Riverside County and federal prosecutors Wednesday filed suit against internet service provider Frontier Communications for alleged false advertising and other civil violations stemming from the company’s failure to provide customers with high-speed service.
The federal lawsuit, initiated by the Federal Trade Commission, was filed in U.S. District Court following a months-long investigation in California involving the FTC and the Riverside County DA’s Consumer Protection Unit.
Los Angeles County has joined in the civil action, as well as the California Department of Justice and attorneys general in Arizona, Indiana, Michigan, North Carolina and Wisconsin.
Riverside County prosecutors allege Frontier offered customers various digital subscriber line “tiers” guaranteeing fast internet connectivity. However, going back to January 2015, complaints began flowing to Frontier and government agencies that the company was not delivering the promised connectivity, according to the DA’s office.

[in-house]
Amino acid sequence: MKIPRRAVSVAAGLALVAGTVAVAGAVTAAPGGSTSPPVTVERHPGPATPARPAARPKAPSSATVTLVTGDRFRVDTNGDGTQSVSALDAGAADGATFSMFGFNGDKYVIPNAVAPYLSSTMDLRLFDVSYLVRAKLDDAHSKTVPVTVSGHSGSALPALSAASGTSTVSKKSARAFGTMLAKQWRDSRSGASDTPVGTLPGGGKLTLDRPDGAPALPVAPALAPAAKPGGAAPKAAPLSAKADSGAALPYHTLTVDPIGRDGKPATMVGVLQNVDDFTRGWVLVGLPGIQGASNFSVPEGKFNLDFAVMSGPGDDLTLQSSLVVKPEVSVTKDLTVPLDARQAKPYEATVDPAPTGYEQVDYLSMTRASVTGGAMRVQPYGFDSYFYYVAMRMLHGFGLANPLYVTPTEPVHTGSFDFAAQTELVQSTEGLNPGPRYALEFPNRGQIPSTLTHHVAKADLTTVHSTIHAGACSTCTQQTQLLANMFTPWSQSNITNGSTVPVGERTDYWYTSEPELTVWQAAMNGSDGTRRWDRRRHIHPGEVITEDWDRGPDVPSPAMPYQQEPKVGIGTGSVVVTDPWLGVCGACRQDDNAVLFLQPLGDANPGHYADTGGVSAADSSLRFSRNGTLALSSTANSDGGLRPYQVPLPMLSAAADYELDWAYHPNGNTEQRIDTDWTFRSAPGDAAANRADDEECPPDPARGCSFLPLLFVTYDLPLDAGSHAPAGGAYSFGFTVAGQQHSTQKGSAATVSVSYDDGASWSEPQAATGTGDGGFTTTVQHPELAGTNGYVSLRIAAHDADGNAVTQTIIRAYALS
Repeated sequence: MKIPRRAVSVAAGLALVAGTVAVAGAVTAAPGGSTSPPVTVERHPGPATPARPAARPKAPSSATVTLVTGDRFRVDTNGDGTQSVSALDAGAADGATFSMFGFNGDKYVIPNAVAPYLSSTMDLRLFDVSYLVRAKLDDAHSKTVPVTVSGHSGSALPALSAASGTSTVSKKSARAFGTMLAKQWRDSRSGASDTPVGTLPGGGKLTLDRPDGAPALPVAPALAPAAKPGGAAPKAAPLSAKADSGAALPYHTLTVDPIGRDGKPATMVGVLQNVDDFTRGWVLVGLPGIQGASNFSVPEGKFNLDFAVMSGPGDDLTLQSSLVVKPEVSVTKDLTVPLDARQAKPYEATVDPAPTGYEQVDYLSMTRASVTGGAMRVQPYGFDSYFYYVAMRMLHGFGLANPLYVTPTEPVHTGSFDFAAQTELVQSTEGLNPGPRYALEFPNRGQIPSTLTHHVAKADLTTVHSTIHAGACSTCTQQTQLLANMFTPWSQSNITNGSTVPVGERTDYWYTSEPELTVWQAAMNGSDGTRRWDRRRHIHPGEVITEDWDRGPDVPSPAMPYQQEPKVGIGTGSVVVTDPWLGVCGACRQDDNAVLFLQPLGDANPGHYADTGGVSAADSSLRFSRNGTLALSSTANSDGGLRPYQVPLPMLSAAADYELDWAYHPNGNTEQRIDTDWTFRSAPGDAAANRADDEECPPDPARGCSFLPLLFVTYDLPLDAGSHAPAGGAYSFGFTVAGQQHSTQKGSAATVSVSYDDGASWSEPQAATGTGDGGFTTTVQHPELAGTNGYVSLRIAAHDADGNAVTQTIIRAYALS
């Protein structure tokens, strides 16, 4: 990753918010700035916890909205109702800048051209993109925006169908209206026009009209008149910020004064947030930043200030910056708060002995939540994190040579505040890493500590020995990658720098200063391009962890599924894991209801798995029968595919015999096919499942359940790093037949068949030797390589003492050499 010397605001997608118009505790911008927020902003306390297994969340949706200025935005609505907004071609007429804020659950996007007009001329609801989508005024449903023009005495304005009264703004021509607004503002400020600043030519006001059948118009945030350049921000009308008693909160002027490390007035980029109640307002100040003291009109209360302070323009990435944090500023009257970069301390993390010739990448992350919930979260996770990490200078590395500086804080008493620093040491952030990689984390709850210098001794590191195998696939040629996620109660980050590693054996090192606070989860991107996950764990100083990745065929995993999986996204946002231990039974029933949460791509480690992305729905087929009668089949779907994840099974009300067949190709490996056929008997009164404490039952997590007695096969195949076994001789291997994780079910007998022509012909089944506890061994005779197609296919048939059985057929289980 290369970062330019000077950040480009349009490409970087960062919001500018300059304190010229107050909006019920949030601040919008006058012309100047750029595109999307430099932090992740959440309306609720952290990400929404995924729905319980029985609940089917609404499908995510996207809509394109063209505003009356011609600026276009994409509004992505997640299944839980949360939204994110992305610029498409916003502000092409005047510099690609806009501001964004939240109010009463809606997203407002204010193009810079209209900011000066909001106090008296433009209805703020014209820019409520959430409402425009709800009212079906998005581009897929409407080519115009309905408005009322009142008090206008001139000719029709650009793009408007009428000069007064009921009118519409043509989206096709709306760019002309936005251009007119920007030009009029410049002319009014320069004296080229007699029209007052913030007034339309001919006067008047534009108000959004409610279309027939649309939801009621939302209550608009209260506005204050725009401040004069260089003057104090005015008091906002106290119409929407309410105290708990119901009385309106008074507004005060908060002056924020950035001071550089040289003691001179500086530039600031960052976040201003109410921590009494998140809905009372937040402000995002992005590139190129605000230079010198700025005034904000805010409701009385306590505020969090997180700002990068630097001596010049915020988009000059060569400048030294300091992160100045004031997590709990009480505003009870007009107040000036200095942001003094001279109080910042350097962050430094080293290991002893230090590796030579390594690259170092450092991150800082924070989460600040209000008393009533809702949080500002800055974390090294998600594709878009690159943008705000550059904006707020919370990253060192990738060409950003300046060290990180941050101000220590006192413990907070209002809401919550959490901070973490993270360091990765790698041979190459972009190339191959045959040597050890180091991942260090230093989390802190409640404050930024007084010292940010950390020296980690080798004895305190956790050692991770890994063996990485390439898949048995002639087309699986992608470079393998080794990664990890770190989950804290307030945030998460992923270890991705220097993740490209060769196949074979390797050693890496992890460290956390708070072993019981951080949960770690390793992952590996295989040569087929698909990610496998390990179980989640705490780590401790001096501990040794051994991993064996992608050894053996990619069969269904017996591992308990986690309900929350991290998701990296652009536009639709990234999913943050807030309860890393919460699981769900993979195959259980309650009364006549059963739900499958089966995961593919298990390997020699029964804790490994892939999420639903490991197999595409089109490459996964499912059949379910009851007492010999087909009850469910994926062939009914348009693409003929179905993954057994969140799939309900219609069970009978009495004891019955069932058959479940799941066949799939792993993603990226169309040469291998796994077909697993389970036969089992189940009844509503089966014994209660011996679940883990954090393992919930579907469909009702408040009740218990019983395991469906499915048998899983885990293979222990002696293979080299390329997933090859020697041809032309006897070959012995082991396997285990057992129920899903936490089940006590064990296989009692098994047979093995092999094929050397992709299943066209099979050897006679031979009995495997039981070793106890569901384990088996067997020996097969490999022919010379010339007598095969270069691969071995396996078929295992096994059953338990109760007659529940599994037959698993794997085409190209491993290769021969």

“Many consumers complained that slower internet speeds provided by Frontier failed to support typical online activities that should have been available at the speed tiers sold to them,” the agency said.
Frontier did not immediately respond to a request for comment.
The FTC gathered evidence and ultimately determined that the Norwalk, Connecticut-based telecommunications company had allegedly violated the FTC Act.
In Riverside County, prosecutors found alleged violations of the state False Advertising Law and the Unfair Competition Law, both provisions of the Business & Professions Code.
No hearing dates have been set yet in the public interest lawsuit.